By Tawanda Chenana
AS the winter season commences, we, in the village, get to play and interact a lot, around the hearth.
With the bumper harvests from the last summer cropping season we swap stories, tichikanga mhandire nenzungu.
And they are beautiful stories, all round.
Steel giant Dinson Iron and Steel Company hires 1 400 workers; work to upgrade Victoria Falls Hospital from a 40-bed hospital to a state-of-the-art health facility with more than 250 beds expected to start soon; Bulawayo Kraal Irrigation Scheme in Binga is 87 percent complete with the contractor now connecting electricity to pump stations; Zim assembles 200 buses; Gweru hospital to revive orthopaedic technology services; Zim, Rwanda seal three more deals — what more can a nation ask for?
Work is happening, progress is being recorded.
In the village, we cannot agree more with His Excellency President Emmerson Mnangagwa when he says: “The real ‘big thing’ then are not those ephemeral challenges, which we will soon overcome. The real ‘big thing’ is a firm and tenacious belief in ourselves as a people and an awareness and confidence that our God-given means and resources are the sole motive force for our growth and development. Belief in ourselves as vene venyika yokwedu; as true bearers of the burden of rebuilding and growing our country: for ourselves and posterity…we must, thus, keep the national eye on the ball, so temporary challenges or even setbacks never make us despair. Or lose sight of the bugger vision. Brick-by-brick, step-by-step and unity, we will get there.”
And all that is required of us is to be fully supportive of ongoing development efforts.
We are charting our path as a nation, on our own, as a people; we are tired of models of development used in Africa coming from the West.
As a nation, we should take pride in the fact that the standards for measuring development are not coming from the West but determined by us.
The West has always decided which countries are developed and which ones are not; which peoples are developed and which ones are not, with it being the ideal of human development.
But not in Zimbabwe.
Westernisation has been the agenda cloaked in the attractive word of ‘globalisation’.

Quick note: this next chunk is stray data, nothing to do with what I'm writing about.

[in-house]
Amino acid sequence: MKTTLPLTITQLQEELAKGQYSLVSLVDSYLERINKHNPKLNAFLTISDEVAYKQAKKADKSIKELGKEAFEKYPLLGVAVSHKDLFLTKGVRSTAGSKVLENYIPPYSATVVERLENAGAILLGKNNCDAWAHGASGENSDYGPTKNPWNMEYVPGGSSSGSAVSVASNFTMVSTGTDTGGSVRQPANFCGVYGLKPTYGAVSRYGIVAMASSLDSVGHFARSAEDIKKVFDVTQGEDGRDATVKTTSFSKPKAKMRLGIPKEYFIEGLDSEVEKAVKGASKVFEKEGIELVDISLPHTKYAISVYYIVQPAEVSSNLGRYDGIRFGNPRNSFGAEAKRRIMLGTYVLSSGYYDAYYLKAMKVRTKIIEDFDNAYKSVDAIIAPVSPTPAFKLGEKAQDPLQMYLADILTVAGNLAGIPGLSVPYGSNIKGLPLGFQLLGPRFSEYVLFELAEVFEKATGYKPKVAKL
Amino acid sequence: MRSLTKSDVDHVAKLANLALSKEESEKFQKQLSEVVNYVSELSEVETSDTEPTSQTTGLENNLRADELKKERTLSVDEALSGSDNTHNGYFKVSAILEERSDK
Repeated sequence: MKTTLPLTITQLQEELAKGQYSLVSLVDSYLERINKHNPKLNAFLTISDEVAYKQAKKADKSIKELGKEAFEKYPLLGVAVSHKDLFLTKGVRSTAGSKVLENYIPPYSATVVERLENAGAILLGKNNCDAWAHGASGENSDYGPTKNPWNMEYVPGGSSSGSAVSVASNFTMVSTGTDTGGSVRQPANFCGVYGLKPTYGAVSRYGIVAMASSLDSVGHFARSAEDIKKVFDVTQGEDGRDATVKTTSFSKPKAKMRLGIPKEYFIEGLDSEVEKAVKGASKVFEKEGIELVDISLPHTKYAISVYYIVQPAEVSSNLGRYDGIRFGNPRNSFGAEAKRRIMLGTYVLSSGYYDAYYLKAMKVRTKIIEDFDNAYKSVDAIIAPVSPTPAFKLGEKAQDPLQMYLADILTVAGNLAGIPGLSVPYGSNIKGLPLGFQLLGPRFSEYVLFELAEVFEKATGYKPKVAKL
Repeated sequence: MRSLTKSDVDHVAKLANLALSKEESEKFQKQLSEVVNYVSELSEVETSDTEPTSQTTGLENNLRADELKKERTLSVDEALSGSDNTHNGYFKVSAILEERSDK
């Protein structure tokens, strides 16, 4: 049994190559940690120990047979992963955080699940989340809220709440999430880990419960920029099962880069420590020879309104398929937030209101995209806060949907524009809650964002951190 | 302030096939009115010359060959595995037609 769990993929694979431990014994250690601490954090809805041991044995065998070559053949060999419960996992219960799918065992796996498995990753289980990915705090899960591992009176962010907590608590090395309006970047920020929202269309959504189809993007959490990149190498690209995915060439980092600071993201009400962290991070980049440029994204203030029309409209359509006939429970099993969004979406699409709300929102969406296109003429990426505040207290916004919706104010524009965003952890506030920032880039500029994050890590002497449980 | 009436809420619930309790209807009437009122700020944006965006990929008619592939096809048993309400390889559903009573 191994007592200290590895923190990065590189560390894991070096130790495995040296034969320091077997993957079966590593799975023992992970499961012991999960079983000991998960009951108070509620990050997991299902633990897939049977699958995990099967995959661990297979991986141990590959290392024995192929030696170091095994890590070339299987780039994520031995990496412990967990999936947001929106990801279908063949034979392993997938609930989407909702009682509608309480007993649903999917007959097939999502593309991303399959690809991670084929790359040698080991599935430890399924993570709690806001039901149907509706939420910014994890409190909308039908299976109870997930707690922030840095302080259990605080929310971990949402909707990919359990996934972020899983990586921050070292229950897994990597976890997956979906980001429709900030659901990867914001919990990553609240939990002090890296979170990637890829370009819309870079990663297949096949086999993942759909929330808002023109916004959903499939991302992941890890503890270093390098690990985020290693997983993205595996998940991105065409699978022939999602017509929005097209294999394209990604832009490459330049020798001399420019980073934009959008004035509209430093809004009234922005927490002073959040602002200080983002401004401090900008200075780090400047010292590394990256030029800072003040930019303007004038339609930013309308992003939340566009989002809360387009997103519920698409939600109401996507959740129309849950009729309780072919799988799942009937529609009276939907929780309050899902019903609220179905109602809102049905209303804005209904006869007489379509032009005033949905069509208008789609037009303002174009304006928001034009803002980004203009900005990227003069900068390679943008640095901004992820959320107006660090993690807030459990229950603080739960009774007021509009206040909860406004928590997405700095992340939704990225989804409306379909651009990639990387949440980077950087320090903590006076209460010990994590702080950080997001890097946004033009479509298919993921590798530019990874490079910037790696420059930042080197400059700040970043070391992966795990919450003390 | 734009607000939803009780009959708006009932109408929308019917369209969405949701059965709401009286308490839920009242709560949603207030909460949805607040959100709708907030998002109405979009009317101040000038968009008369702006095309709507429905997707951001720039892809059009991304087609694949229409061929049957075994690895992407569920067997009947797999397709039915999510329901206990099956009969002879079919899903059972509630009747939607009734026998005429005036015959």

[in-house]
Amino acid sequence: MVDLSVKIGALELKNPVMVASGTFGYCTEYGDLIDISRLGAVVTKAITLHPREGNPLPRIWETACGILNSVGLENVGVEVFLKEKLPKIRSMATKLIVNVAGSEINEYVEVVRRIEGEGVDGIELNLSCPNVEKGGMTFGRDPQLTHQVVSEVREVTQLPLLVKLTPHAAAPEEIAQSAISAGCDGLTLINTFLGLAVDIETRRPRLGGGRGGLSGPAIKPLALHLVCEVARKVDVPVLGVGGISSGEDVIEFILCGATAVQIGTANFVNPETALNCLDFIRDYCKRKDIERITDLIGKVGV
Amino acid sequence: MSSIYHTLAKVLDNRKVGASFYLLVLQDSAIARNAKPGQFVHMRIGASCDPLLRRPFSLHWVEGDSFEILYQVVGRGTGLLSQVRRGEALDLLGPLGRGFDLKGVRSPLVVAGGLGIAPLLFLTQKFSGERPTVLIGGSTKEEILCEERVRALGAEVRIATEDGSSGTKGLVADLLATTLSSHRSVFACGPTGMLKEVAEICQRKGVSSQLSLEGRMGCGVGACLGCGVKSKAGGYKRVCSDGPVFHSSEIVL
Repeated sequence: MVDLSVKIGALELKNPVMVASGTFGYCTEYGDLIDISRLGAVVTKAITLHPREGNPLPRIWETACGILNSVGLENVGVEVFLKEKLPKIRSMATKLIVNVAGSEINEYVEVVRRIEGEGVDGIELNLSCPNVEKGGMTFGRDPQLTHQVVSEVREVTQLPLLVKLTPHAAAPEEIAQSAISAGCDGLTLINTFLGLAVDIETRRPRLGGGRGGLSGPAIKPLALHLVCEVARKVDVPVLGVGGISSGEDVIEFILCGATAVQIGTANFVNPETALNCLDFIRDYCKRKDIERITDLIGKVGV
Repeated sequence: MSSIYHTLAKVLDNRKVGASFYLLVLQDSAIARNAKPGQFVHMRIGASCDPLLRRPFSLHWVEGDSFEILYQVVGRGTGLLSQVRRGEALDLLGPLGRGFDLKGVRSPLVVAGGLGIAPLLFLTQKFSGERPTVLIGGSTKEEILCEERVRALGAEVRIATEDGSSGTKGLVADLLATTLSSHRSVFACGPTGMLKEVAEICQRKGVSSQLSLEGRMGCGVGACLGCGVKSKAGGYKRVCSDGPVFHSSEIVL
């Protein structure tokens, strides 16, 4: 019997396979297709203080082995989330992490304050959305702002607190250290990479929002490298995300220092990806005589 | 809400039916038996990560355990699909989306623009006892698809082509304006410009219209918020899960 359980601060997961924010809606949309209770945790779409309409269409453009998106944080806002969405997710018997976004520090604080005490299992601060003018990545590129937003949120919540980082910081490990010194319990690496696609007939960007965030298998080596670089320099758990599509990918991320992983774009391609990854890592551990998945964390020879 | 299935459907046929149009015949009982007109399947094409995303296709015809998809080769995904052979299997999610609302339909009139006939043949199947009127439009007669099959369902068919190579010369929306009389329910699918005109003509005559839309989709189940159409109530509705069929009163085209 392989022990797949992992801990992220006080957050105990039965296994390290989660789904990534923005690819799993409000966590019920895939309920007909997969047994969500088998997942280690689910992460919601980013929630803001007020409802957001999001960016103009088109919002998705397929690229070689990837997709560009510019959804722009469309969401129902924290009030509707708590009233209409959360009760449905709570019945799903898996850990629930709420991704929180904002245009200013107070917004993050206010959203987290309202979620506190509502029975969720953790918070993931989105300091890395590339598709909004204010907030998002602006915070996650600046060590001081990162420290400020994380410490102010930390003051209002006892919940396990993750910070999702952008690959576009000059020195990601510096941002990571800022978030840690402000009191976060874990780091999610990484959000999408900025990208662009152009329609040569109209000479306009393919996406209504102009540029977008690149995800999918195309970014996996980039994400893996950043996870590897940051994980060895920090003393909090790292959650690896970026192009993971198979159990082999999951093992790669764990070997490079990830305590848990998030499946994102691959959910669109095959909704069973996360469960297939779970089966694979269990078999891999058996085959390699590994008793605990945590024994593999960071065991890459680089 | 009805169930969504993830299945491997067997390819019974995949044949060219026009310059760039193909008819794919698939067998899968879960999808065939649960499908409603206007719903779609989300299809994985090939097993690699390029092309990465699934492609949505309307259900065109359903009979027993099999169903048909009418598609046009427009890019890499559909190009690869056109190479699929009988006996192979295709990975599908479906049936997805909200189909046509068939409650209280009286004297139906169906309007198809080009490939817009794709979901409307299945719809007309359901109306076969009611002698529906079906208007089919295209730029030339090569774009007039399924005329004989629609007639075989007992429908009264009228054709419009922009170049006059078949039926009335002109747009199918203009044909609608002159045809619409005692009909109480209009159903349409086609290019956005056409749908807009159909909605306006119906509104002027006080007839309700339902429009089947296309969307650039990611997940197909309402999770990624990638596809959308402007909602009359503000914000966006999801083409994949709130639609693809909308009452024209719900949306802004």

The message has been clear, since slavery. African countries are not developed, but are developing and they will be deemed fully developed when they catch up with the West and become Western.
The West has been made the standard of human development, the idea of what developed human beings look like.
And Zimbabwe is changing that narrative, creating an African story that will inspire the rest of the downtrodden.
What do the West think about people of colour?
Let us hear their philosophers and missionaries speak:
This is what Albert Schweitzer said: “The negro is a child, and with children nothing can be done without the use of authority. With regard to the negro then, I have coined the formula: I am your brother, it is true, but your elder brother.”
David Livingstone: “We come among Africans as members of a superior race and servants of a government that desires to elevate the more degraded portions of the human family.”
Friedrich Hegel: “The only significant relationship between negroes and Europeans has been, and still is, that of slavery. The negroes see nothing improper about it. It has awakened more humanity among them.”
Rudyard Kipling: “I knew then the meaning of the whiteman’s duty — the power of being in a little way a king; and so long as we know this and practise it, we will rule not in Africa alone, but wherever there are dark men.”
Frederick Lugard: “In Africa, there is among the people a natural inclination to submit to higher authority. That intense detestation of control, which animates our Teutonic races, does not exist among the tribes of Africa.”
It is clear that Western theories and standards of development are contemptuous of the African.
They are meant to strip the African of his/her humanity and enslave him as an animal to work for the economic well-being of the West.
They have nothing to do with human development that Africans have known and practised throughout the ages before the advent of colonialism and capitalism in Africa.
Indeed, as put across by our visionary leader President Mnangagwa, we are reforming for our own good.
“Zimbabwe continues to reform itself, not for any other reason but that it needs those reforms to improve its self-won democracy and to better meet the ever-changing needs and expectations of its citizenry. The source of those reforms are our people; it is not exogenous or set for us by outsiders, something that would be anathema to our sense of self-worth and sovereignty,” said President Mnangagwa.
Let us take heed of these wise words.